One limitation of PBJelly we identified is that mapping results were holding us back during or remap/resupport stage of assembly, especially when defining trim boundaries of negative gaps.
Consider the following fake contig PBJelly assembled around a negative gap and it's alignment to the reference.
PBJelly Contig - ...ATCGATCGA------TCGA-----------------GATCGATCG...
Reference - ...ATCGATCGATCGAGATCGATCGGNNNNNNNNNNATCGATCGATCG...
Previously, PBJelly would trim 4 bases off of the 3' end of the left contig (TCG) and 3 bases off of the 5' end of the right contig (ATC) before joining the contigs. However, if you look closely, the first and third gaps in the realignment are unnecessary. That is to say, one can realign the bases TCGA further upstream in a manner more continuous with the rest of the PBJelly contig. After realignment, 9 bases are identified for trimming from the 3' end of the left contig.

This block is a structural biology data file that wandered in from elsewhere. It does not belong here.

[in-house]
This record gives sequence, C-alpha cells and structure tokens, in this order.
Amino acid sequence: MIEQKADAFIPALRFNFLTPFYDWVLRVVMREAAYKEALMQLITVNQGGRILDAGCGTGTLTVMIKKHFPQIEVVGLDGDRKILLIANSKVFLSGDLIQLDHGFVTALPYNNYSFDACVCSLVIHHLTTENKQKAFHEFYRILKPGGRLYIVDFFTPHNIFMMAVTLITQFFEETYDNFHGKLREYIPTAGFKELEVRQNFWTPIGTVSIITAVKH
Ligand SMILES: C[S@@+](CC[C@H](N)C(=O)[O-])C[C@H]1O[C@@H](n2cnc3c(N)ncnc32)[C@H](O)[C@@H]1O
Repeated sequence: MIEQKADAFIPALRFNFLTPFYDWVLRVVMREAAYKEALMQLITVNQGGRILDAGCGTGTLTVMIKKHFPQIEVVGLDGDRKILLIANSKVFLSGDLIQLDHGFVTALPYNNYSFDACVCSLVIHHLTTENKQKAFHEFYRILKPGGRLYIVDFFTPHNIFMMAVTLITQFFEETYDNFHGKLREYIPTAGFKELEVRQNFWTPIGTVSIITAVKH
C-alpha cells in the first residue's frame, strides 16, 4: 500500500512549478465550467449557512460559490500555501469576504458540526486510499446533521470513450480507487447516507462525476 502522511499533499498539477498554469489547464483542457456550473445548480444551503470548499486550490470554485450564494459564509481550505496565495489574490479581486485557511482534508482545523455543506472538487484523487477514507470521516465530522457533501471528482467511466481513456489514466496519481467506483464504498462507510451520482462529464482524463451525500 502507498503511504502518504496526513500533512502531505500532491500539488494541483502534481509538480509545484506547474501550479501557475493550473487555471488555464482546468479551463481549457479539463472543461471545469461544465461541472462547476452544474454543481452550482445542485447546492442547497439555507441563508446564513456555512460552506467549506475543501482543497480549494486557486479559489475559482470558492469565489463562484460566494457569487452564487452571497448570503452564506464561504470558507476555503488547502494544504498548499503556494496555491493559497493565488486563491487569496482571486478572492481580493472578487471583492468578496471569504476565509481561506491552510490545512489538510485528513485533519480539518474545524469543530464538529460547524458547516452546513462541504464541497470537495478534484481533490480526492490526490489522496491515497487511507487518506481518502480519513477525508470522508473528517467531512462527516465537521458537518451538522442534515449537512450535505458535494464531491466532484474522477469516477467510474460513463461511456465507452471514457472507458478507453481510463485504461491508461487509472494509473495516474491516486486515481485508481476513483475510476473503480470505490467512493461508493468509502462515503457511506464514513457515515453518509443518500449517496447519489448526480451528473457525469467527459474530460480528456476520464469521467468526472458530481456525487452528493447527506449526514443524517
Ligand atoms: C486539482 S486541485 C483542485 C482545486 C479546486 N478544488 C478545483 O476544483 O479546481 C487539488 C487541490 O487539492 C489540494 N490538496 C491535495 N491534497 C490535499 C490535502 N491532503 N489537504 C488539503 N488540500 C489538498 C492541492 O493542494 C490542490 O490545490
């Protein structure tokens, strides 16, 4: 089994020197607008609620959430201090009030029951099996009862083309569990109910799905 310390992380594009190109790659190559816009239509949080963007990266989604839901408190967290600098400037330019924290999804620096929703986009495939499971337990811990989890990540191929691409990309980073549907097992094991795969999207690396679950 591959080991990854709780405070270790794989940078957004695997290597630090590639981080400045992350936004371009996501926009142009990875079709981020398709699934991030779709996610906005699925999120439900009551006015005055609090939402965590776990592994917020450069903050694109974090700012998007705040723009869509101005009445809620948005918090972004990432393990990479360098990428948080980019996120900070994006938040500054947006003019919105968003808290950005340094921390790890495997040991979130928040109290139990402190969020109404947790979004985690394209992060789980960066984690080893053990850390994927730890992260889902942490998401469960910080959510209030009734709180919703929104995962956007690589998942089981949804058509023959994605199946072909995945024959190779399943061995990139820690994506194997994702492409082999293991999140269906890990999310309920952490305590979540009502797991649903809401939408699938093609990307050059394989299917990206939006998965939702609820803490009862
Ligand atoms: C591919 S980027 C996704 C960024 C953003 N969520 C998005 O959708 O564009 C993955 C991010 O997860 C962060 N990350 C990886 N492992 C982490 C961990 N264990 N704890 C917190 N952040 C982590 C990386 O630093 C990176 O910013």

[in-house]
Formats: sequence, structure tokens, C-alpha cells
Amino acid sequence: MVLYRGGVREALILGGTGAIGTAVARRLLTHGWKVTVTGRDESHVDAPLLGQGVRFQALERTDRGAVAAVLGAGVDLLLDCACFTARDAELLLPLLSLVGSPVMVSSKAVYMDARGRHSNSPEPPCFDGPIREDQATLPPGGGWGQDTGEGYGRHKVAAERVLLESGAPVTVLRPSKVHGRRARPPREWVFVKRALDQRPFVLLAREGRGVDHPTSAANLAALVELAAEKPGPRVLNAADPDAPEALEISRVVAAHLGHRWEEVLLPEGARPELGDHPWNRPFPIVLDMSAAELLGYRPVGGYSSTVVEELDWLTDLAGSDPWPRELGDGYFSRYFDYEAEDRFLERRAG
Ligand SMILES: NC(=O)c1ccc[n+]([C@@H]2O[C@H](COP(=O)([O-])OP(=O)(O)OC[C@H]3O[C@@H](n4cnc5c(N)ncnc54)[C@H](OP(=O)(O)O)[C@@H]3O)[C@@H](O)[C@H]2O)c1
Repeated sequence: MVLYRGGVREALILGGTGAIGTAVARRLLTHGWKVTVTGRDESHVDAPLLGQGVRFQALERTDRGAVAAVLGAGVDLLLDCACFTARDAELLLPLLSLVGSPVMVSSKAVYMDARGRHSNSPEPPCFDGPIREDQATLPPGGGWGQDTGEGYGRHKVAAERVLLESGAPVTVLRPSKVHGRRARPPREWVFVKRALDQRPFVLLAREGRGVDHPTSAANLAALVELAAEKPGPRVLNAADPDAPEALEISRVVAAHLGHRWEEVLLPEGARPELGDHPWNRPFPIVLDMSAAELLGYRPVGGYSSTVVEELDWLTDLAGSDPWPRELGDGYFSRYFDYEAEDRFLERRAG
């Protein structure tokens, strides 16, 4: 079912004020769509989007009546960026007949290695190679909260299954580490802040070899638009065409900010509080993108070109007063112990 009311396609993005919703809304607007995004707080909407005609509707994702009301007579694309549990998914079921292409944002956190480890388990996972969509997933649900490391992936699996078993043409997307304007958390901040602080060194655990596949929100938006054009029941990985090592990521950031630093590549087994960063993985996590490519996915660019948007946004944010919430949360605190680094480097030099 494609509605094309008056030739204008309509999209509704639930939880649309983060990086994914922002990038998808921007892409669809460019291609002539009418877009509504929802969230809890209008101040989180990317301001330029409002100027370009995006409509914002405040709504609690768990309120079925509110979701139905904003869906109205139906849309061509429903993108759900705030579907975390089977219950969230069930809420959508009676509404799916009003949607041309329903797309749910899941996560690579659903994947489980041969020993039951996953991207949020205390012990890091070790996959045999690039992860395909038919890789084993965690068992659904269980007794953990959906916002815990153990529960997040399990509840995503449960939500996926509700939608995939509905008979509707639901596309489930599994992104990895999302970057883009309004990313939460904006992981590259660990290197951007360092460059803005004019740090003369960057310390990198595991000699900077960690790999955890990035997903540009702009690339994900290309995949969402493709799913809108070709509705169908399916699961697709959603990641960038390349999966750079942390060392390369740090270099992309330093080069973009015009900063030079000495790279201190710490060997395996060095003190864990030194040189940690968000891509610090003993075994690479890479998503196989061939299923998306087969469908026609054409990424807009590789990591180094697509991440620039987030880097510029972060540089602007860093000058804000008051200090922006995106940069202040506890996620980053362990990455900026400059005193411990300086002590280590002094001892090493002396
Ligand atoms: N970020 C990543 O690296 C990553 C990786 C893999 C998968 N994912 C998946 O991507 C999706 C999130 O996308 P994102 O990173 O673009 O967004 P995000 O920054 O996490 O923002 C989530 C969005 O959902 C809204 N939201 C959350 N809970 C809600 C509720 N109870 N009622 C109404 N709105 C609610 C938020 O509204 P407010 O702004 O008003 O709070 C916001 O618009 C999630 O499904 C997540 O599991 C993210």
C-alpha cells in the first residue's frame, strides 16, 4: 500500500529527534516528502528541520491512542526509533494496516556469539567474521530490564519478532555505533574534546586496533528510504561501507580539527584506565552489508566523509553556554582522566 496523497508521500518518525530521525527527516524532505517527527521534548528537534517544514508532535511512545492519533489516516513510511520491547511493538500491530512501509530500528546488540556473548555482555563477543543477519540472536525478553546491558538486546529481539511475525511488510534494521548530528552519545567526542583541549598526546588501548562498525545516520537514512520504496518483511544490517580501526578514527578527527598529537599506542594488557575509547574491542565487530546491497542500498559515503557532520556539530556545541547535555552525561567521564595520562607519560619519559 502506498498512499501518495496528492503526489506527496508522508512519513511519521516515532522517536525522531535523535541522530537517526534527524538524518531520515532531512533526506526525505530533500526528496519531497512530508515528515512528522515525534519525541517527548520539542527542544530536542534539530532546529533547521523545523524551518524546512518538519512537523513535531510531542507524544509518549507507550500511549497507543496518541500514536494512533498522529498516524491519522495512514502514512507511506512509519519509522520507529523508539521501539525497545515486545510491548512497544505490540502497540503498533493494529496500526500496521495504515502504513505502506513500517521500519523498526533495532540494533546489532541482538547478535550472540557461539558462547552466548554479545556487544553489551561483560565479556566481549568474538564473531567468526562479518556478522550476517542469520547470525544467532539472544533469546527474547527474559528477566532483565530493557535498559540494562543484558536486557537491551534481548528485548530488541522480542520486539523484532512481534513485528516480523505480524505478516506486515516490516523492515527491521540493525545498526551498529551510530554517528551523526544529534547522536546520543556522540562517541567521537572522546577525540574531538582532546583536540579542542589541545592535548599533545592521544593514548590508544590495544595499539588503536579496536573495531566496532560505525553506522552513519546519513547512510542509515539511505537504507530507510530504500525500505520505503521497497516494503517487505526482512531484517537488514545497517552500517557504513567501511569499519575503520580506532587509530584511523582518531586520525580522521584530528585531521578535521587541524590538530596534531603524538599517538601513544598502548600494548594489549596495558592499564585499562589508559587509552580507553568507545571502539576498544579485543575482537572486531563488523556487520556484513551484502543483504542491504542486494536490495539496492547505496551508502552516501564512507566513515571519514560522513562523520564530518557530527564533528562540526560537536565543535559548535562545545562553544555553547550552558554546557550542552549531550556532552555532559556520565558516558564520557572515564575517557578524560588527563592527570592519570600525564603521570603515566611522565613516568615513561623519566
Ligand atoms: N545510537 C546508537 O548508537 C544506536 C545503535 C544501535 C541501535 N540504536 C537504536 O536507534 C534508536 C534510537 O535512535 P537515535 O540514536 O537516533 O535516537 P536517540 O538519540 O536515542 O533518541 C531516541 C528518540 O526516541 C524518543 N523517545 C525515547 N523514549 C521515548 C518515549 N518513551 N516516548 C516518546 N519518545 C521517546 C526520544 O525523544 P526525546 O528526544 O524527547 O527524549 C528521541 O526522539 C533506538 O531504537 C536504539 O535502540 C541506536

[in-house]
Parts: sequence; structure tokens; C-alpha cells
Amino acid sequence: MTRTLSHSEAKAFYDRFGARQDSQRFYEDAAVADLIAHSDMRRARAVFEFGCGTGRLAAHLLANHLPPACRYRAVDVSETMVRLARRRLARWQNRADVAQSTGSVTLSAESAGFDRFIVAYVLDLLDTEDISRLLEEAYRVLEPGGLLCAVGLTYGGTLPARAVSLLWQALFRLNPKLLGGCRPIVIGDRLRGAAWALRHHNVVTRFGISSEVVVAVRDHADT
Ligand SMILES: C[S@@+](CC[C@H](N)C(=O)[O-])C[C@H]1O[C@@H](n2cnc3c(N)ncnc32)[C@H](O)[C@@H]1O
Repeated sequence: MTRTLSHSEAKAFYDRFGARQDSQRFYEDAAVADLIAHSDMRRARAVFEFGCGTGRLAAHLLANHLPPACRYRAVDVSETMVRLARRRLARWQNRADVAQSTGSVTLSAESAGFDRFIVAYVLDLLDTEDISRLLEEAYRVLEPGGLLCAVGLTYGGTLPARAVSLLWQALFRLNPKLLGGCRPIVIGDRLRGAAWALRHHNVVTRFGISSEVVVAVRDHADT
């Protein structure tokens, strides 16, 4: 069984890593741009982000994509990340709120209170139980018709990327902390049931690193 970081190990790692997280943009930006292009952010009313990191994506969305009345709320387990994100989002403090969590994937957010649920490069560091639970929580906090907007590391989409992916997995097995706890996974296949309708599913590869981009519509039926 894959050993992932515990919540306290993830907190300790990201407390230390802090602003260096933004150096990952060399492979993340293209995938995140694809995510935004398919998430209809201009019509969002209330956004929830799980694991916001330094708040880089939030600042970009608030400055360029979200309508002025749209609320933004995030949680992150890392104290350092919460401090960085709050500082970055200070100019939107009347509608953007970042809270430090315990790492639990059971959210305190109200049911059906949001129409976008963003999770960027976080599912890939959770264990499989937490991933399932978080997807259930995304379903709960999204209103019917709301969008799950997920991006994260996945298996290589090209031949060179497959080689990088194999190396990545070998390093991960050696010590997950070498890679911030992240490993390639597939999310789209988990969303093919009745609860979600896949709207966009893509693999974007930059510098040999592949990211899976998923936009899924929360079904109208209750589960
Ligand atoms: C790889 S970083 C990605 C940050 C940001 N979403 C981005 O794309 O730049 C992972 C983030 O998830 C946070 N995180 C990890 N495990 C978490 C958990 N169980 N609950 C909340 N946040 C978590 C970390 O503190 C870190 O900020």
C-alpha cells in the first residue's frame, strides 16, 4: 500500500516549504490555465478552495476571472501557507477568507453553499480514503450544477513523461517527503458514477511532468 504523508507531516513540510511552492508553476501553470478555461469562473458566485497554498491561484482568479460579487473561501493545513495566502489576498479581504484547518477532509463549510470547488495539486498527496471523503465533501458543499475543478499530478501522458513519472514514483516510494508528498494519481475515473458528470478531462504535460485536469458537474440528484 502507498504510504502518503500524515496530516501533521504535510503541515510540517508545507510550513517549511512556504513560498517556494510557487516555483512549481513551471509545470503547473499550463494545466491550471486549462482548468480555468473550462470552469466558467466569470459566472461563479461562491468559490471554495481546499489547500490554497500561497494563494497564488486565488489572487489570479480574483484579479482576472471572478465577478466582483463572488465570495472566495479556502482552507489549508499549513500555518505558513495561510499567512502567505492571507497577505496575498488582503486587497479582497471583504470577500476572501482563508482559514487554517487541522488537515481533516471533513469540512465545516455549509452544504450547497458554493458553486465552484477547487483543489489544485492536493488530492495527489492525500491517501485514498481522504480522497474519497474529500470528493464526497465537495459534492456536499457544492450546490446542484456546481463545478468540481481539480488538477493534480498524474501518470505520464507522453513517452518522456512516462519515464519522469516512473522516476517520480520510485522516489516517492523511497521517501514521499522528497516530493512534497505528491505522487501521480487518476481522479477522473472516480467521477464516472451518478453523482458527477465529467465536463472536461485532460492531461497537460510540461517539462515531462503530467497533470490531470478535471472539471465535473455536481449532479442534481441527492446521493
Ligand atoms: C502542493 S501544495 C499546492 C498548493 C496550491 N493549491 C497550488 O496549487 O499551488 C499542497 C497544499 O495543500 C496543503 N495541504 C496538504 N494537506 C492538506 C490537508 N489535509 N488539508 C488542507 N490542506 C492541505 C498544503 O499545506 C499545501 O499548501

In addition to the realignment improvement, we also have sped up the remap/resupport stage of assembly. PBJelly used to map the contigs it created to the entire original reference to find support. This is unnecessary because we've already identified all reads within a contig as supporting a particular gap. We really only need to remap to the gap-flanking region of interest in order to identify what part of our new contig fills the gap. Now PBJelly only remaps to the region of the gap that is being improved. This is the same improvement that allowed us to run PBJelly on the very large Sooty mangabey reference in a reasonable amount of time. It took approximately 2 days from start to finish to improve the Sooty mangabey by submitting up to 300 jobs to the cluster per step in the PBJelly workflow (i.e. splitting the assembly effort into 300 independent partitions - something easily done using the nJobs element in your PBJelly protocol settings.)
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